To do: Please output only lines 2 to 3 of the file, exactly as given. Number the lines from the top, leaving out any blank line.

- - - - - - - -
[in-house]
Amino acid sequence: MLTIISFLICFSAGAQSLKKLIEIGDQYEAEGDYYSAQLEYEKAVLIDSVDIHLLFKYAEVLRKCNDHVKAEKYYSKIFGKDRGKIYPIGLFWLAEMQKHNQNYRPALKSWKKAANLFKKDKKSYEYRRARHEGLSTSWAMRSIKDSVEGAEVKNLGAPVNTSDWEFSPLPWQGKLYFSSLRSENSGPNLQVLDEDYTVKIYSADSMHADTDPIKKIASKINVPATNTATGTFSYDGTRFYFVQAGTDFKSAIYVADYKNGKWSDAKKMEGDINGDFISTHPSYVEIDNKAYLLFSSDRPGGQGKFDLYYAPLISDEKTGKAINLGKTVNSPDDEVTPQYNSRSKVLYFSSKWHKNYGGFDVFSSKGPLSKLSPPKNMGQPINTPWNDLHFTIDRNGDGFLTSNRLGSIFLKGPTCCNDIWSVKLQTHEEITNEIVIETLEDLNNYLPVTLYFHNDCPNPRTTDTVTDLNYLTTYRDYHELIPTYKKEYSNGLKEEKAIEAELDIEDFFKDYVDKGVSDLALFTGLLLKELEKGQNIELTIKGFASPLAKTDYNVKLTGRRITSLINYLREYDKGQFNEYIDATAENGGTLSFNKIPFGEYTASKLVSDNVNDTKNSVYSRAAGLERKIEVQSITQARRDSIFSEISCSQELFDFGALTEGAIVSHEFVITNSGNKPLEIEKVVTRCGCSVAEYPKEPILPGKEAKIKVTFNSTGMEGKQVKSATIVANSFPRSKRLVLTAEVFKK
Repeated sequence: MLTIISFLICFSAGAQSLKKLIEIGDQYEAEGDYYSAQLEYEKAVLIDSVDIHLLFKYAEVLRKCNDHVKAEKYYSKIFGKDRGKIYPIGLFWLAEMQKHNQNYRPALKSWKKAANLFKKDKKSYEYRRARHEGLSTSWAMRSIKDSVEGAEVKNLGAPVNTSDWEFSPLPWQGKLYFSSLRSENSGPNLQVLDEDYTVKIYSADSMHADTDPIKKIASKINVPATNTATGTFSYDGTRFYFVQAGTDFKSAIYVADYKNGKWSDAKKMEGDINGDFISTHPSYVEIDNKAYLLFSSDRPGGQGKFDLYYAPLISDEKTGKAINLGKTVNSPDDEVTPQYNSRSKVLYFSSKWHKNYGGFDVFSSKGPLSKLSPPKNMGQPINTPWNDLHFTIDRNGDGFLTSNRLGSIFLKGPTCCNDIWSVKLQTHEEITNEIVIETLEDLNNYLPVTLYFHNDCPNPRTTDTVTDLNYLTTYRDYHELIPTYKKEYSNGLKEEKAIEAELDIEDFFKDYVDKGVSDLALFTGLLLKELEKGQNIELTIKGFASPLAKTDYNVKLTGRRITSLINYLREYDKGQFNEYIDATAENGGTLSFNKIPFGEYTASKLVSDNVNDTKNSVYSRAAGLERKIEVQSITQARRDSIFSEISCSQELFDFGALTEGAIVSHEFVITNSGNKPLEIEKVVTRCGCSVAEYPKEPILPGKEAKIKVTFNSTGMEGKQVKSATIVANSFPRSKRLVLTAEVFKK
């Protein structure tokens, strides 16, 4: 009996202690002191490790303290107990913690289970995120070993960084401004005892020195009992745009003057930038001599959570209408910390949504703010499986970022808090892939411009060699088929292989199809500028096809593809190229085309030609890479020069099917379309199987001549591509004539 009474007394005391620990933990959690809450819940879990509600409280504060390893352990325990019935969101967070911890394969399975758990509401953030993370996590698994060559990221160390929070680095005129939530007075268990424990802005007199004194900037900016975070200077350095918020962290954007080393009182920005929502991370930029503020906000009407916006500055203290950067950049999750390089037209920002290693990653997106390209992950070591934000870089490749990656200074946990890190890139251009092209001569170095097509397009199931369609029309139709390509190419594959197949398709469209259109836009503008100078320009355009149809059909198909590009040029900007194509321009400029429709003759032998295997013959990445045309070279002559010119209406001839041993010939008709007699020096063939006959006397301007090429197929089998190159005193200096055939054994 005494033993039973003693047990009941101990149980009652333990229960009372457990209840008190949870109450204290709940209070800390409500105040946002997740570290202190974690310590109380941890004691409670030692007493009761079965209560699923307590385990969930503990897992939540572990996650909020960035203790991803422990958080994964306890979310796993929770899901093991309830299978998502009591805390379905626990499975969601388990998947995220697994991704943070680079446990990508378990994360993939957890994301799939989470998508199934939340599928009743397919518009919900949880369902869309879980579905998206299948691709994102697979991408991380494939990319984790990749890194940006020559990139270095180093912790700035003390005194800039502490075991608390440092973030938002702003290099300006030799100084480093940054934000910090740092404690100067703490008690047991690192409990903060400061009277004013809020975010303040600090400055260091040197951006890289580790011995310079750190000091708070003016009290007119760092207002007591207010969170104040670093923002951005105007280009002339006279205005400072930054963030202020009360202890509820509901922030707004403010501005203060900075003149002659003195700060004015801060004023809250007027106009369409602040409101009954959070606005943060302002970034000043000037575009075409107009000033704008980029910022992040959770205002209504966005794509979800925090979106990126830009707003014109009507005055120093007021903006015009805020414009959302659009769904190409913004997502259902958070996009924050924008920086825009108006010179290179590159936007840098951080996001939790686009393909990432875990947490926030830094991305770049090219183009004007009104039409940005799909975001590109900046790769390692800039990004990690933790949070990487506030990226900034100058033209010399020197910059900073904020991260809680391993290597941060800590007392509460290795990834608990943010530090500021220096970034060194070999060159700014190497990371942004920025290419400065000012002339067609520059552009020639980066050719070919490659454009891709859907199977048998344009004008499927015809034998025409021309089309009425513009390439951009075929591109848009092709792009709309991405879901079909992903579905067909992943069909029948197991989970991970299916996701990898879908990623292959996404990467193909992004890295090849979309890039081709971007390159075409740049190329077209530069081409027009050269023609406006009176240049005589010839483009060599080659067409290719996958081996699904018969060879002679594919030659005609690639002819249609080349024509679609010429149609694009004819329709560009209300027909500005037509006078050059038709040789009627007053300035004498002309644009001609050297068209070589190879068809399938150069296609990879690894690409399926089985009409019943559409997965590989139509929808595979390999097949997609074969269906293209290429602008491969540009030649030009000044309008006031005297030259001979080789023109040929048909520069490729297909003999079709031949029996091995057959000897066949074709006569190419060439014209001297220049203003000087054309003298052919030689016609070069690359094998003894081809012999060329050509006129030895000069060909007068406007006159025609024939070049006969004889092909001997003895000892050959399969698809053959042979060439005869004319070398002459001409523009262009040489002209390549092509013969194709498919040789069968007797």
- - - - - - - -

Amino acid sequence: MLTIISFLICFSAGAQSLKKLIEIGDQYEAEGDYYSAQLEYEKAVLIDSVDIHLLFKYAEVLRKCNDHVKAEKYYSKIFGKDRGKIYPIGLFWLAEMQKHNQNYRPALKSWKKAANLFKKDKKSYEYRRARHEGLSTSWAMRSIKDSVEGAEVKNLGAPVNTSDWEFSPLPWQGKLYFSSLRSENSGPNLQVLDEDYTVKIYSADSMHADTDPIKKIASKINVPATNTATGTFSYDGTRFYFVQAGTDFKSAIYVADYKNGKWSDAKKMEGDINGDFISTHPSYVEIDNKAYLLFSSDRPGGQGKFDLYYAPLISDEKTGKAINLGKTVNSPDDEVTPQYNSRSKVLYFSSKWHKNYGGFDVFSSKGPLSKLSPPKNMGQPINTPWNDLHFTIDRNGDGFLTSNRLGSIFLKGPTCCNDIWSVKLQTHEEITNEIVIETLEDLNNYLPVTLYFHNDCPNPRTTDTVTDLNYLTTYRDYHELIPTYKKEYSNGLKEEKAIEAELDIEDFFKDYVDKGVSDLALFTGLLLKELEKGQNIELTIKGFASPLAKTDYNVKLTGRRITSLINYLREYDKGQFNEYIDATAENGGTLSFNKIPFGEYTASKLVSDNVNDTKNSVYSRAAGLERKIEVQSITQARRDSIFSEISCSQELFDFGALTEGAIVSHEFVITNSGNKPLEIEKVVTRCGCSVAEYPKEPILPGKEAKIKVTFNSTGMEGKQVKSATIVANSFPRSKRLVLTAEVFKK
Repeated sequence: MLTIISFLICFSAGAQSLKKLIEIGDQYEAEGDYYSAQLEYEKAVLIDSVDIHLLFKYAEVLRKCNDHVKAEKYYSKIFGKDRGKIYPIGLFWLAEMQKHNQNYRPALKSWKKAANLFKKDKKSYEYRRARHEGLSTSWAMRSIKDSVEGAEVKNLGAPVNTSDWEFSPLPWQGKLYFSSLRSENSGPNLQVLDEDYTVKIYSADSMHADTDPIKKIASKINVPATNTATGTFSYDGTRFYFVQAGTDFKSAIYVADYKNGKWSDAKKMEGDINGDFISTHPSYVEIDNKAYLLFSSDRPGGQGKFDLYYAPLISDEKTGKAINLGKTVNSPDDEVTPQYNSRSKVLYFSSKWHKNYGGFDVFSSKGPLSKLSPPKNMGQPINTPWNDLHFTIDRNGDGFLTSNRLGSIFLKGPTCCNDIWSVKLQTHEEITNEIVIETLEDLNNYLPVTLYFHNDCPNPRTTDTVTDLNYLTTYRDYHELIPTYKKEYSNGLKEEKAIEAELDIEDFFKDYVDKGVSDLALFTGLLLKELEKGQNIELTIKGFASPLAKTDYNVKLTGRRITSLINYLREYDKGQFNEYIDATAENGGTLSFNKIPFGEYTASKLVSDNVNDTKNSVYSRAAGLERKIEVQSITQARRDSIFSEISCSQELFDFGALTEGAIVSHEFVITNSGNKPLEIEKVVTRCGCSVAEYPKEPILPGKEAKIKVTFNSTGMEGKQVKSATIVANSFPRSKRLVLTAEVFKK